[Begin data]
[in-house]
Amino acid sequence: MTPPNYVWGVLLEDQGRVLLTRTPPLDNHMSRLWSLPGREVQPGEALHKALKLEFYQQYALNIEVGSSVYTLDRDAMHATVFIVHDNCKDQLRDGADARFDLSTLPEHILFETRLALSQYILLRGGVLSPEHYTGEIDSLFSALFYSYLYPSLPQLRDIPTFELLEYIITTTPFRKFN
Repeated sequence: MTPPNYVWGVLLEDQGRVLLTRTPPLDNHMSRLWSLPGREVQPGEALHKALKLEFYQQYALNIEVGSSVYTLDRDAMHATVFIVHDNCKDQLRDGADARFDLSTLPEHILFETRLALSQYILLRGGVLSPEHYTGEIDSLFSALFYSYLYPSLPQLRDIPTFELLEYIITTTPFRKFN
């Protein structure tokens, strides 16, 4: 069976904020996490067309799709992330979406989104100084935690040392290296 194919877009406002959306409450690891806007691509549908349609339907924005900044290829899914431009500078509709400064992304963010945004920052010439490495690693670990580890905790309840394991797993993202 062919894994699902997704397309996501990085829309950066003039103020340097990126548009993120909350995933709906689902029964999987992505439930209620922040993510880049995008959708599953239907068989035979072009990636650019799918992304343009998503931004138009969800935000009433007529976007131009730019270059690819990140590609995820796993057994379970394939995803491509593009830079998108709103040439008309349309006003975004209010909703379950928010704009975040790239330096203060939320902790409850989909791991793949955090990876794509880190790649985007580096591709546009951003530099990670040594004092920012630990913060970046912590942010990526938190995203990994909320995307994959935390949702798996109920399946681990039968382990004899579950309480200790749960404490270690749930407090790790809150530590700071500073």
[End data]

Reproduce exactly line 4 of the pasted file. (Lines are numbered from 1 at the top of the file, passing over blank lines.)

């Protein structure tokens, strides 16, 4: 069976904020996490067309799709992330979406989104100084935690040392290296 194919877009406002959306409450690891806007691509549908349609339907924005900044290829899914431009500078509709400064992304963010945004920052010439490495690693670990580890905790309840394991797993993202 062919894994699902997704397309996501990085829309950066003039103020340097990126548009993120909350995933709906689902029964999987992505439930209620922040993510880049995008959708599953239907068989035979072009990636650019799918992304343009998503931004138009969800935000009433007529976007131009730019270059690819990140590609995820796993057994379970394939995803491509593009830079998108709103040439008309349309006003975004209010909703379950928010704009975040790239330096203060939320902790409850989909791991793949955090990876794509880190790649985007580096591709546009951003530099990670040594004092920012630990913060970046912590942010990526938190995203990994909320995307994959935390949702798996109920399946681990039968382990004899579950309480200790749960404490270690749930407090790790809150530590700071500073």